“My Cernan is a watchful man, Vilthavia,” said Elendis, “and little escapes his wandering eye in his protection of me, bless him, despite his many years. Therefore, I must assume that there is some merit in his observations of you.”
Seeing the look of confusion upon the young Rhovanion’s face she frowned slightly and offered further clarification.
“For example, how did you learn my name and for what reason?”
“Your name has been uttered many times by the folk in this company since we left the vales, lady.”
Vilthavia hesitated, realizing that his answer possessed a conspiratorial air to it. The frown deepened upon the girl’s face at this so Vilthavia quickly amended his explanation and tried to sound more confident.
“That is to say, since you are the only lady among all us men the name of one so,” once again he paused clumsily with a grin, “so – fair and feminine may be easily plucked from the air in the overbearing company of so many masculine brutes.”
Elendis narrowed her brow for a moment at this before allowing a sudden giggle to escape her lips. She smiled as she brushed back a stray column of hair that peeped out beneath the front of her white shawl and hung loosely over her brow. Vilthavia quickly became aware of how lame his attempt at being coy and clever must have come off to her. He felt the urge to once again improve upon his failing attempt to sound intelligent in his flattery of her.
“It is not that I find the company of these men irksome, of course, yet you must admit that one such as myself might hardly be blamed by becoming somewhat – intrigued by your situation.”
“Do I have a ‘situation’, as you say?” she asked him, her smile slowly disappearing. “If so I was not aware of it.”
“A young woman alone among a company of grim and older men would be considered as such by many, I would guess. You will forgive me if I seem curious, I hope.”
The horse that stood next to her was begining to get impatient with idleness by now, and began to snort loudly as it bobbed its head up and down three times. Elendis uttered a few brief calming words into the beast’s ear as she patted him softly.
“I may forgive you, assuming you continue to speak fairly of me, Vilthavia,” she said as she turned back to him. “At least you are more modest than the other young men who seek an audience with me.”
Vilthavia began to realize that she had misinterpreted his introduction as an attempt at flirtation. He had certainly not meant to do so before he had approached her, but knew it must have seemed so to her. She went on.
“The others were more direct and even uncouth. None of them hold my interest anyway. Yet even had they swayed me, this is a most unsuitable place and circumstance for courtship. I told them so straight away. I think it best if I proclaim that fact right now. The road ahead shall prove trying for most of us who are as yet a novice at traversing such a road as this.”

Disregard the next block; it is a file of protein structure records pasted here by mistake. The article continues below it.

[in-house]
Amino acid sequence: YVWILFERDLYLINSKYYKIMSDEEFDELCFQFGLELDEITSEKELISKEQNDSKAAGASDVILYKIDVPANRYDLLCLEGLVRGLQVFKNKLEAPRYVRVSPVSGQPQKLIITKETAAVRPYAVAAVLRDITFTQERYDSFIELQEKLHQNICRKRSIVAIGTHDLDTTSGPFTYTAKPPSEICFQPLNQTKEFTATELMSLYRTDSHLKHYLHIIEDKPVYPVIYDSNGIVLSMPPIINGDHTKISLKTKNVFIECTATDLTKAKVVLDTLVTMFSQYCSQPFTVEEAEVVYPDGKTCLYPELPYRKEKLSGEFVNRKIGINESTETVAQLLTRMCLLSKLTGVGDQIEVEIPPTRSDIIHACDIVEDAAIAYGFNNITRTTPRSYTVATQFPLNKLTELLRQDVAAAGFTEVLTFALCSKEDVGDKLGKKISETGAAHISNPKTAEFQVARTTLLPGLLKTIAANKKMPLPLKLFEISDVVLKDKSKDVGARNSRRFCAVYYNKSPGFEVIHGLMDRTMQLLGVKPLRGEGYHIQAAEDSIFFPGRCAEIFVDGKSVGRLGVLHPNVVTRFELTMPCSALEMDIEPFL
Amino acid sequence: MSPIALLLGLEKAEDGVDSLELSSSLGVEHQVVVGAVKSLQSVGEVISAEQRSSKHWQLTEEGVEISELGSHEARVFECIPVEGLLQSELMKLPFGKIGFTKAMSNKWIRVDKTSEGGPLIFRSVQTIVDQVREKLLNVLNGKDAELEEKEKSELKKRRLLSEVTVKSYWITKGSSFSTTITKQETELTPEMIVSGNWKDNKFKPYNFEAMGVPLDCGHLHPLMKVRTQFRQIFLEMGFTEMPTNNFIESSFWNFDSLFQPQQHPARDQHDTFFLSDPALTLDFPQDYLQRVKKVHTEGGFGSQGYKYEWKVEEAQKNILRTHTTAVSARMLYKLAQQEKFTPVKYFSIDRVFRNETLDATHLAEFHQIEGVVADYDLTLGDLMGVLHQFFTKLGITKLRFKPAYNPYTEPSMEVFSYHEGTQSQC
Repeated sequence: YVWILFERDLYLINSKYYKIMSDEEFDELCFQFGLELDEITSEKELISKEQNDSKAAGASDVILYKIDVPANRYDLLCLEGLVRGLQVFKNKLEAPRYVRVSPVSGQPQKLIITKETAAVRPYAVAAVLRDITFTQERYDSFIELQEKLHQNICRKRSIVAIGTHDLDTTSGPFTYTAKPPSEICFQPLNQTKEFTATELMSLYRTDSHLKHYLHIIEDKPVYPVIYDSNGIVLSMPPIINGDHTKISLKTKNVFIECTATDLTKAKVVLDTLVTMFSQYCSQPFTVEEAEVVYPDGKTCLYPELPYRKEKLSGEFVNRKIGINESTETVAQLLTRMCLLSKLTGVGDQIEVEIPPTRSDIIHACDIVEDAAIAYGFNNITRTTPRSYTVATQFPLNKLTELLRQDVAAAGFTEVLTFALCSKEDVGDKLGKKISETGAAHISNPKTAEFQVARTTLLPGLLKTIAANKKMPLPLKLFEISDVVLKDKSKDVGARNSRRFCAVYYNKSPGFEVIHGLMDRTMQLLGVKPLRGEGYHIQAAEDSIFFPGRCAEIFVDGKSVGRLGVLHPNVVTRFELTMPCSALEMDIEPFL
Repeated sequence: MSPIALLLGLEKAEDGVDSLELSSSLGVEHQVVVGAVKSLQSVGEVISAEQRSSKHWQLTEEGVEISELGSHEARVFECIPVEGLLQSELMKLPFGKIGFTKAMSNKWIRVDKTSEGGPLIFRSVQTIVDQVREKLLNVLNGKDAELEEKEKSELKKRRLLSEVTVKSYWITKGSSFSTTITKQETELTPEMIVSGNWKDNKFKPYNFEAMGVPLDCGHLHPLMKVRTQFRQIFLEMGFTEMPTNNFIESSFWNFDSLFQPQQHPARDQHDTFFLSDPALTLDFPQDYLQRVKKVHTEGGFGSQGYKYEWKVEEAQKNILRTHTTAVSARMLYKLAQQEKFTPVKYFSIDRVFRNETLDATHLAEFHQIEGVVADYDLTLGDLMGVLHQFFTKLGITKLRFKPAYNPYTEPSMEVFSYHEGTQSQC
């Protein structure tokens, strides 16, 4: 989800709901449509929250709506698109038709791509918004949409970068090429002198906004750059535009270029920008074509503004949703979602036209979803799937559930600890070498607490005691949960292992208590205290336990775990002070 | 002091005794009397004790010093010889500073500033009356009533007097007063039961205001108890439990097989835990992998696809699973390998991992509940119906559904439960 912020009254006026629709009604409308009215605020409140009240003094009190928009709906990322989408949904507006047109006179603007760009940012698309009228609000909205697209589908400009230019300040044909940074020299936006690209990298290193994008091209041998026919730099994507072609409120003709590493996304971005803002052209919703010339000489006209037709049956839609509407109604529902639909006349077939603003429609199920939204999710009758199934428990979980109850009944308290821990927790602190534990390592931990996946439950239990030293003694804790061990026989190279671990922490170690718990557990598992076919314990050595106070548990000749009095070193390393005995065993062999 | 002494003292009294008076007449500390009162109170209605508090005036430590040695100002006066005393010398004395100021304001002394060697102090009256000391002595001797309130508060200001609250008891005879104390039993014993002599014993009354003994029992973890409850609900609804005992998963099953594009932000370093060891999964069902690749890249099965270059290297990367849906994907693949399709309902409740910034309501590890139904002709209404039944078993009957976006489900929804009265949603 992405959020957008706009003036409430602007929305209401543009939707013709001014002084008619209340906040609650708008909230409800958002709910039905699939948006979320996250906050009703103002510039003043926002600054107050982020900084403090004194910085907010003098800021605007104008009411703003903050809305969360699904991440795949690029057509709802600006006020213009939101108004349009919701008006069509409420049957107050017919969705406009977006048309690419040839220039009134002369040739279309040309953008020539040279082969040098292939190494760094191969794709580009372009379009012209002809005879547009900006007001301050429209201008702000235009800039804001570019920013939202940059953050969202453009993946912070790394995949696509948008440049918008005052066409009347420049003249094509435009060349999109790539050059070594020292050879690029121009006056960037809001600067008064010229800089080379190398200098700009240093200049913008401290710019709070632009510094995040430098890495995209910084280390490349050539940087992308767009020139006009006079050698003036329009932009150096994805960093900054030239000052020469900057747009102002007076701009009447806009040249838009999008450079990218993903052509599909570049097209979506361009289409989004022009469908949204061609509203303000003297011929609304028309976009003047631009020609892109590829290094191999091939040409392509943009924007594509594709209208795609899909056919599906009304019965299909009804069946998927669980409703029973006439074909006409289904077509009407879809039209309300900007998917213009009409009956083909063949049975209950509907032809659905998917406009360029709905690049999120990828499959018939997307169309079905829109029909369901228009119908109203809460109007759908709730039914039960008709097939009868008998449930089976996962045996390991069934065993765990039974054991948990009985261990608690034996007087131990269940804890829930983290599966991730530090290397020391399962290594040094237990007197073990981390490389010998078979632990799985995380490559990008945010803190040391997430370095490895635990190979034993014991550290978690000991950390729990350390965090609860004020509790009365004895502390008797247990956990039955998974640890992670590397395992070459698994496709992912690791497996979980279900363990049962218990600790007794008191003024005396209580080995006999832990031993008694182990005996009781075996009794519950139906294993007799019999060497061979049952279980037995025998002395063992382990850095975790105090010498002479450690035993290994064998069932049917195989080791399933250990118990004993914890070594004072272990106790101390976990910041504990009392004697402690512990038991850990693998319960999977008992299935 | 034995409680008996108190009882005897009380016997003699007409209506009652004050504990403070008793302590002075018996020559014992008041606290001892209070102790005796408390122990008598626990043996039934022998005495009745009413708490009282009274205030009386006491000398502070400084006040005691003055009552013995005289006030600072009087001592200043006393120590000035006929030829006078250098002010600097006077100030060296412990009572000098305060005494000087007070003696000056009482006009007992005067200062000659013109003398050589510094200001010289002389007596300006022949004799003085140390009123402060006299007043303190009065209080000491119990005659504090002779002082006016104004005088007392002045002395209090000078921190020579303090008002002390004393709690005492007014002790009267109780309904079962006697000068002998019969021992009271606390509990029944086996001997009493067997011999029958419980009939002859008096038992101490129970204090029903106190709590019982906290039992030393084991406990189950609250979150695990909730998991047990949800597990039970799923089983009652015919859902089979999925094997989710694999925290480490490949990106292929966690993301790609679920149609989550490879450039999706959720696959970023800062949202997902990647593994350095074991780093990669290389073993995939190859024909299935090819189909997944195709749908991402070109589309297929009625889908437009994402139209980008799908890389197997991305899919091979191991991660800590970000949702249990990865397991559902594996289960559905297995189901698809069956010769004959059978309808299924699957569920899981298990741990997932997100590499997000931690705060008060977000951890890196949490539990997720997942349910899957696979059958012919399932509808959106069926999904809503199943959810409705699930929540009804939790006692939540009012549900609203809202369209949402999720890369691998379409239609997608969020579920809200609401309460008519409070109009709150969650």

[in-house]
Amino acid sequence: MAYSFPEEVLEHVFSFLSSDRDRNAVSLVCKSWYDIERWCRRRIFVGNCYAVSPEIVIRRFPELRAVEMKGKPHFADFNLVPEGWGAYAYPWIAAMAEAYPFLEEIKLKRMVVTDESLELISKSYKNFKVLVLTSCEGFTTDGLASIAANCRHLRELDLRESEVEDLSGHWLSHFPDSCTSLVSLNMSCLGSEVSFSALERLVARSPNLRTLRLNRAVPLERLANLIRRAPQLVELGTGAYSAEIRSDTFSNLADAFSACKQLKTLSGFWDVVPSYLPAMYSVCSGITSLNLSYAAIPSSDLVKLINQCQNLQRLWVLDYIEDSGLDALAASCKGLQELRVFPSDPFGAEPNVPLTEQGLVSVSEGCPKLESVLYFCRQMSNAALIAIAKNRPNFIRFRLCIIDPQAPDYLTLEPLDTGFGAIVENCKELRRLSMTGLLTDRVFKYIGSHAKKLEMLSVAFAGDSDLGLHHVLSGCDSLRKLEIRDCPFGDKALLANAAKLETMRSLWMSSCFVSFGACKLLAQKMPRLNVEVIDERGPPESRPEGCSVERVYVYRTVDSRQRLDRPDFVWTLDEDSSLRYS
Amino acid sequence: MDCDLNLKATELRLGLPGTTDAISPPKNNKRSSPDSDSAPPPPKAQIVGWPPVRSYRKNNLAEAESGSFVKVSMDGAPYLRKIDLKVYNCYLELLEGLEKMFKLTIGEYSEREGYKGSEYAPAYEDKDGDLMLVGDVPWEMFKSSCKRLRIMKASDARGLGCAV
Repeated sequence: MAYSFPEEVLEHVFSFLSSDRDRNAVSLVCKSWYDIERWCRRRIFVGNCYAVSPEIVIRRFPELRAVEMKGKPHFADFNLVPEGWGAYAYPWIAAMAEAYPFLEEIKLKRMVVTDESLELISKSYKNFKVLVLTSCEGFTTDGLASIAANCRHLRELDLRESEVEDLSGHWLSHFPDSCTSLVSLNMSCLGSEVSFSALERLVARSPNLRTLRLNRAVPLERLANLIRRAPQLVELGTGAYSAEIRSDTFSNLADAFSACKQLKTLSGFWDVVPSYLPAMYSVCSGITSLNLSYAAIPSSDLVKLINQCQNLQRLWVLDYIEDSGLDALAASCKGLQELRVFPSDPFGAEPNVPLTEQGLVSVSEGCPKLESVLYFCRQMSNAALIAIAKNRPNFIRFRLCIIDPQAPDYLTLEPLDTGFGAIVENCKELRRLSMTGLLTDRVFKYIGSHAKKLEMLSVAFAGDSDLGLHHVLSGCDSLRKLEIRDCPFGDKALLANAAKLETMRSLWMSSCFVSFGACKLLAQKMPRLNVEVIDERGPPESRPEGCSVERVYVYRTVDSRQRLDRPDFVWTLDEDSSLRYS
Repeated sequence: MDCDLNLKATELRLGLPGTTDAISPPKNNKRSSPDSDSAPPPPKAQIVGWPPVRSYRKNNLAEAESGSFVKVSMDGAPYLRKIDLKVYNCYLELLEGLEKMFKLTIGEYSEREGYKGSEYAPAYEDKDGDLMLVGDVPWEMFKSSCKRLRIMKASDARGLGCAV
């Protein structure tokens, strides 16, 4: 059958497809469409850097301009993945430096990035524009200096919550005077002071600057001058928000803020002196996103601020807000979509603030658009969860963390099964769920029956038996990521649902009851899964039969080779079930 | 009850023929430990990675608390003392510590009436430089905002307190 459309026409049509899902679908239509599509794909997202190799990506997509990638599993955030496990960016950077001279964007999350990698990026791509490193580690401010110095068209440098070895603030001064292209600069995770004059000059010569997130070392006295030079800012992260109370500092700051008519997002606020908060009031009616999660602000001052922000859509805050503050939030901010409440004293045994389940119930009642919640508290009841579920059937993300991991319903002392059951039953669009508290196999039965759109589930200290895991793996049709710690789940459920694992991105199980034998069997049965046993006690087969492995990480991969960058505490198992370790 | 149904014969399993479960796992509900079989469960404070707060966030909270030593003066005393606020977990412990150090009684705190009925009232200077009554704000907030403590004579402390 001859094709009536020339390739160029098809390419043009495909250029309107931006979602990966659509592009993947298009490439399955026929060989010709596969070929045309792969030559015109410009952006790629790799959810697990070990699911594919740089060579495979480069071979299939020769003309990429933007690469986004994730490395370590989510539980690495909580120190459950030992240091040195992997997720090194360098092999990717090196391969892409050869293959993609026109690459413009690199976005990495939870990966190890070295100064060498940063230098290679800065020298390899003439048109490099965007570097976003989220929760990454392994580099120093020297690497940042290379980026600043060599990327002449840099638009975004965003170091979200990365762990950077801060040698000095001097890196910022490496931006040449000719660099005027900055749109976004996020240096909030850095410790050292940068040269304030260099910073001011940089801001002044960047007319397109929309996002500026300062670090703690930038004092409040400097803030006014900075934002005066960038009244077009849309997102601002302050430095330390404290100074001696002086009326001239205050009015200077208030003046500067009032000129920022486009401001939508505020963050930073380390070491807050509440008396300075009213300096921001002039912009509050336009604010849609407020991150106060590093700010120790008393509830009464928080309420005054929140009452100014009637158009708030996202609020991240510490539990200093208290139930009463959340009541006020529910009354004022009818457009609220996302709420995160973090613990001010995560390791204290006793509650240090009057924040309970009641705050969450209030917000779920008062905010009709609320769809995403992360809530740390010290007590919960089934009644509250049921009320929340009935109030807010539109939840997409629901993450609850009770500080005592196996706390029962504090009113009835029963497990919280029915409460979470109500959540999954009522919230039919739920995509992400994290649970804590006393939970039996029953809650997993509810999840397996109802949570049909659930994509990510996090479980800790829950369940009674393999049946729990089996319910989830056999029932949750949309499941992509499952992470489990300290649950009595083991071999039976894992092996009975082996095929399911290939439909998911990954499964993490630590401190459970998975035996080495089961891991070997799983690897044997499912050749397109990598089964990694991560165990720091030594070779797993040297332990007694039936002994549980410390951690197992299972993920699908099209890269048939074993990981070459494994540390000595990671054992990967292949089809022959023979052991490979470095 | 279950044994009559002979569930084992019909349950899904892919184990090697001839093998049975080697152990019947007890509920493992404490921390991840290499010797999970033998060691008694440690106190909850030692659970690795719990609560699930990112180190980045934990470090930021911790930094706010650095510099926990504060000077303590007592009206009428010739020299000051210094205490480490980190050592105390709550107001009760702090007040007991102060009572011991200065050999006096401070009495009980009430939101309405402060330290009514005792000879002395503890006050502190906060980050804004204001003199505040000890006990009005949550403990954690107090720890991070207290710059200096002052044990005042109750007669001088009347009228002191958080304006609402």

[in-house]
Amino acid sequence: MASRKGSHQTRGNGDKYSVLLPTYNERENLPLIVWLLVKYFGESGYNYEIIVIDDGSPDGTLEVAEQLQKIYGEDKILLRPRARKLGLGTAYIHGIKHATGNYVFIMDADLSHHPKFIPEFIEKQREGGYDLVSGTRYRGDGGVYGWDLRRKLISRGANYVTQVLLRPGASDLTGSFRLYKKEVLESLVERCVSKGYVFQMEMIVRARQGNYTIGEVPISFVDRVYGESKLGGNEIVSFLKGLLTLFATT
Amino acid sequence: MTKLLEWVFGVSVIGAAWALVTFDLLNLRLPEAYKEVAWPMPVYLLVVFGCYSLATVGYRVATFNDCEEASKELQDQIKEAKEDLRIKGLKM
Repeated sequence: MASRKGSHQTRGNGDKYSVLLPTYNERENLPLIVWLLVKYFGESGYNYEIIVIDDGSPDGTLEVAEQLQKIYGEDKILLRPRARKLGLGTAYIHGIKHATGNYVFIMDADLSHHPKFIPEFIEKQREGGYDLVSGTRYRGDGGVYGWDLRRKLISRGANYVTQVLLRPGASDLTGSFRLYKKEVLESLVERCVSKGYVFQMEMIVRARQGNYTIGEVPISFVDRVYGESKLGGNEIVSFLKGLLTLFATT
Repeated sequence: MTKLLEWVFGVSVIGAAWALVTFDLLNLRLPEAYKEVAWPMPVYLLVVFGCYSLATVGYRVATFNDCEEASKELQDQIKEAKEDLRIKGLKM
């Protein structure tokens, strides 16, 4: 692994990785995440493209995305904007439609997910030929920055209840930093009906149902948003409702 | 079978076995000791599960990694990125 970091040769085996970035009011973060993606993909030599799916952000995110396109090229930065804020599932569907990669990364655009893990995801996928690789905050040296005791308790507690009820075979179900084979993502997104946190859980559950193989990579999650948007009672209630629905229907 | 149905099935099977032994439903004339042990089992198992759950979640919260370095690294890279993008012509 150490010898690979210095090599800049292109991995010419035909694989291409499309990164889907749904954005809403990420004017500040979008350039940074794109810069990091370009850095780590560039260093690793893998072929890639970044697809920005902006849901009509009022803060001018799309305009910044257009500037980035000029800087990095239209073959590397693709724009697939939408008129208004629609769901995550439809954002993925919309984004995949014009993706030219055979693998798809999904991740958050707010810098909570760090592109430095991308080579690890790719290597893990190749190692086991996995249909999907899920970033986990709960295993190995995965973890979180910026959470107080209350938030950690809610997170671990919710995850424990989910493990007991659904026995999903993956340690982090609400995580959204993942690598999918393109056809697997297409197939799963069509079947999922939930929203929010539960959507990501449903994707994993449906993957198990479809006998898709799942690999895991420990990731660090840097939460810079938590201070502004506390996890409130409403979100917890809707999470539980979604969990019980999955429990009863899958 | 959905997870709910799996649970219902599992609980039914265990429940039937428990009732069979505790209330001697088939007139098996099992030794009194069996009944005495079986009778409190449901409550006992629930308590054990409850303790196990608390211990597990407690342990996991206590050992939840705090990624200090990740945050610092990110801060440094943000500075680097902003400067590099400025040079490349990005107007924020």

Elendis fell silent for a moment as she awaited a response from Vilthavia, who simply nodded and said nothing. Off to their right they could hear ther voice of Wildaria speaking privately to Vilthavia’s uncle and Vidui, who also stood by. Vilthavia turned his head and looked in their direction but could not make out their words. He guessed that they were dicussing himself and his decision to abandon the journey and return to the Anduin vales.
“What, may I ask,” inquired Elendis again, “seems to be ailing you, Vilthavia? It must be serious for you to hike all the way back down the mountain side alone.”
“By body is not adapted for such high elevations, alas,” he replied, glancing back at her but avoiding her eyes for embarrassment. “I feel like my abdomen shall come up through my throat the higher up we go.”
“I am sorry for you. Yet are there not herbal concoctions that may be consumed to remedy such illnesses? I am sure that our men travel with such things, for you are not the only one among us who suffers thus.”
“I know it well. I have just finished drinking just such a medicine and am beginning to feel its effect. Yet one can only consume so much medicinal tea before exhausting one’s supply. They say that the journey is long and everyone must conserve what they have in their baggage in case of emergencies. Besides, the tea that I drank was not my own.”
“I could instruct Cernan to give you some of what we possess if it would sustain you long enough to cross these mountains,” offered Elendis. “He looks large and threatening but it is mostly a ruse, really. He will do what I ask of him.”
Vilthavia looked again into her eyes and at length ventured to offer Elendis a warming smile in return for her kindly offer. He was a little susrpised to see her crook her lip slightly in token of a brief grin. Vilthavia felt a stab of tenderness emerging through the girl’s tough-seeming countenance.